Cementing a Legacy Langlade County

Connections in Langlade County

Data Source: University of Wisconsin Service Center

George Shinners ’61, MS’64 is an entrepreneur with business interests as diverse as an international concrete-breaking firm, a 3,000-cow dairy farm, and a neon sign company.

“I wouldn’t be doing any of this if not for UW-Madison,” says Shinners, president of Antigo Construction, a firm that breaks concrete for road and airport projects. “I’ve worked on so many projects around the world, and you’re challenged to perform. At UW-Madison, I gained the confidence that allows me to do it.”

His concrete-breaking firm has offices in Antigo, Wisconsin; Boise, Idaho, and the United Kingdom. It has done projects across the United States and in South America, India, Belgium, Poland, the Czech Republic, China, Saudia Arabia, and other nations. And he and other investors revived a closed neon sign business — Antigo Neon Sign and Display — that manufactures promotional signs for breweries.

It all springs from that confidence and the problem-solving skills I got at the University of Wisconsin-Madison.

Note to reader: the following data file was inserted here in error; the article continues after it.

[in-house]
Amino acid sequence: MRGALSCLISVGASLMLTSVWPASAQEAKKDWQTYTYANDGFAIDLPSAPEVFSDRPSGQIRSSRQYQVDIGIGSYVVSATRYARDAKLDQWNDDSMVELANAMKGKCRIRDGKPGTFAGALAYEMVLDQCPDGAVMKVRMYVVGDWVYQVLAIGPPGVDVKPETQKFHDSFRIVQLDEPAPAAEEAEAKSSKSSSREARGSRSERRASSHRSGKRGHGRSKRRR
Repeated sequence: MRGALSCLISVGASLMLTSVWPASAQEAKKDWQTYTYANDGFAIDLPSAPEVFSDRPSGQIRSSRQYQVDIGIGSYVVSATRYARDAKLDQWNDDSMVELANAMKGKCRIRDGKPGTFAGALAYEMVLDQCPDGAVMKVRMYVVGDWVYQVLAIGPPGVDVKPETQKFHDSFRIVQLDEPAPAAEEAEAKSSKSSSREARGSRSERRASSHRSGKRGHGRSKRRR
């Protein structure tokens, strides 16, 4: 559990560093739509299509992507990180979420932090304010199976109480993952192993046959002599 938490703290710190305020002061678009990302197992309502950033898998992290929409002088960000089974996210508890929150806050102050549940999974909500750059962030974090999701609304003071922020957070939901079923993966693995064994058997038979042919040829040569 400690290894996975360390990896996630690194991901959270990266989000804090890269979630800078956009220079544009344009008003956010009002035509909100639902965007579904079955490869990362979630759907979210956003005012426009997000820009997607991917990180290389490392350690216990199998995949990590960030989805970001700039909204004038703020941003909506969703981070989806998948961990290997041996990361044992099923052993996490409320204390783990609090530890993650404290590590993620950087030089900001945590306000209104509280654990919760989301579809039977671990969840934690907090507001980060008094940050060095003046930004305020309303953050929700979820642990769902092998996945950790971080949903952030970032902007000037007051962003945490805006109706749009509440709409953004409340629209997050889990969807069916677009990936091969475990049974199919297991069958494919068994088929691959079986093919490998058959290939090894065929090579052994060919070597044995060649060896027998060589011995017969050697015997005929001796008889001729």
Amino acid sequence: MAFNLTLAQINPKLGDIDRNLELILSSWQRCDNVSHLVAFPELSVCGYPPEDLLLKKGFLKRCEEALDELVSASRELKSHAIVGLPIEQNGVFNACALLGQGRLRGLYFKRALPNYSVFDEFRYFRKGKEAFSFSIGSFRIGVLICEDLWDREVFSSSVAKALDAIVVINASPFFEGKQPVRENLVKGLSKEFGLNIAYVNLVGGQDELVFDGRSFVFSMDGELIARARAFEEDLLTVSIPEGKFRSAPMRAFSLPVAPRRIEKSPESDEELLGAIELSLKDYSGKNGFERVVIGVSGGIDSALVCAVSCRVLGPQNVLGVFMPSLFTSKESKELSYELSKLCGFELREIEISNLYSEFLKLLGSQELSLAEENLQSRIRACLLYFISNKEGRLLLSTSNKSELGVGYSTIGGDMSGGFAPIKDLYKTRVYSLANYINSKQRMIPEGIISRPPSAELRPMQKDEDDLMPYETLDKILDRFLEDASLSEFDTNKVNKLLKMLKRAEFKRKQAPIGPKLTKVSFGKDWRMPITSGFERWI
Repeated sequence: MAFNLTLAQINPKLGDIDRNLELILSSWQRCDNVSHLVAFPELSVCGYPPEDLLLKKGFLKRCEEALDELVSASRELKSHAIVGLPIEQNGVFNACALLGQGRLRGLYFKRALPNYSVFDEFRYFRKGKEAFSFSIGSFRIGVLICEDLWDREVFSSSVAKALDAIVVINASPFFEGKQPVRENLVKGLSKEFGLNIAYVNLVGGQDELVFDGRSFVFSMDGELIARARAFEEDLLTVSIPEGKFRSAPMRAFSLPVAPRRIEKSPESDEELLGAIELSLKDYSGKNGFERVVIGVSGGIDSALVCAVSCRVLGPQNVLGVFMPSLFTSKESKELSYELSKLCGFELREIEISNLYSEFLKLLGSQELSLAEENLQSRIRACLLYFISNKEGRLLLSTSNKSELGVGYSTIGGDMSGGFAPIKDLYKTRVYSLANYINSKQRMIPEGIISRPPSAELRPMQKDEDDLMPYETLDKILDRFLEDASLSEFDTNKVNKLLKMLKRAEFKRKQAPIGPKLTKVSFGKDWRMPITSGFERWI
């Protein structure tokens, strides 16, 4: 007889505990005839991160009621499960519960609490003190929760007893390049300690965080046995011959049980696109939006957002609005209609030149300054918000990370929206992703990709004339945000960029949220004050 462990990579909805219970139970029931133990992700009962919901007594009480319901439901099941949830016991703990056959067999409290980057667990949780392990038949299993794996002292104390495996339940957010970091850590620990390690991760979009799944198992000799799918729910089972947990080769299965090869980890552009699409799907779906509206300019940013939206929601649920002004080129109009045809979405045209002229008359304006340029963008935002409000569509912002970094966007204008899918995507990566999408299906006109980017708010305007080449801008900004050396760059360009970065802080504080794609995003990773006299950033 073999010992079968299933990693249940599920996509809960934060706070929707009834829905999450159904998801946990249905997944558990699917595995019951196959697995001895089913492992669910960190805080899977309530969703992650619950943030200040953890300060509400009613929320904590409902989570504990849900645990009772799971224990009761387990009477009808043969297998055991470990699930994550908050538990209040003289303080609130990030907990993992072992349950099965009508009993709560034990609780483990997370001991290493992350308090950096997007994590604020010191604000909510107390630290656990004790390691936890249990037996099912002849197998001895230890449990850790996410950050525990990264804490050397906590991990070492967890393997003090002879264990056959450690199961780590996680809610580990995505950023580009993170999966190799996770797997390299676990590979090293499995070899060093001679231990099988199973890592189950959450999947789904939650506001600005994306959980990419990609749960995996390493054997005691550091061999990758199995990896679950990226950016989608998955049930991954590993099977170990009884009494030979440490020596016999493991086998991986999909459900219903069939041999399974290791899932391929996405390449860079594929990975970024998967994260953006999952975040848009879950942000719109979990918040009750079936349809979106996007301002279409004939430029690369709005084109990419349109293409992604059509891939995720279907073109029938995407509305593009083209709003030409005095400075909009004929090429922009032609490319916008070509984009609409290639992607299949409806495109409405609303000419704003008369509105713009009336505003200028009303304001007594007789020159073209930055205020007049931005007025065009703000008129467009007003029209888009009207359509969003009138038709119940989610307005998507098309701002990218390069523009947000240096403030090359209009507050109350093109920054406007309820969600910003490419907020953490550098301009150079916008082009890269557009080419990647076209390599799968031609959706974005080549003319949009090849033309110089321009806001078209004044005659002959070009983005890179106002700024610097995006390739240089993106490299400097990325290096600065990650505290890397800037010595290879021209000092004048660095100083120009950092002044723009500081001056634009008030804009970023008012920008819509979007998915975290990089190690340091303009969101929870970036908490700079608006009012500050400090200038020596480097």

Shinners, a Green Bay native, graduated with a UW-Madison psychology degree in 1961 and earned a master’s in industrial relations in 1964.

Last year, he sold his interest in the Antigo-area dairy farm that he helped run for the last 23 years. But he still manages 900 acres of farmland.

“I didn’t run the farm. I hired good people who could run the farm,” he says. “It all springs from that confidence and the problem-solving skills I got at the University of Wisconsin-Madison.”

Shinners is involved in a number of civic activities, including the Nature Conservancy, the College of Letters and Science Board of Visitors, and the Wisconsin Historical Society. He has also helped with constructing a number of local projects, including a livestock barn and a multi-purpose building at the Langlade County Fairgrounds. The Shinners family is also committed to seeing that future UW-Madison students get a world-class education through scholarships.

“That’s the big feature of UW-Madison and part of the Wisconsin Idea,” he says. “Get students into the school, see that they succeed, and send them out into Wisconsin to succeed there.”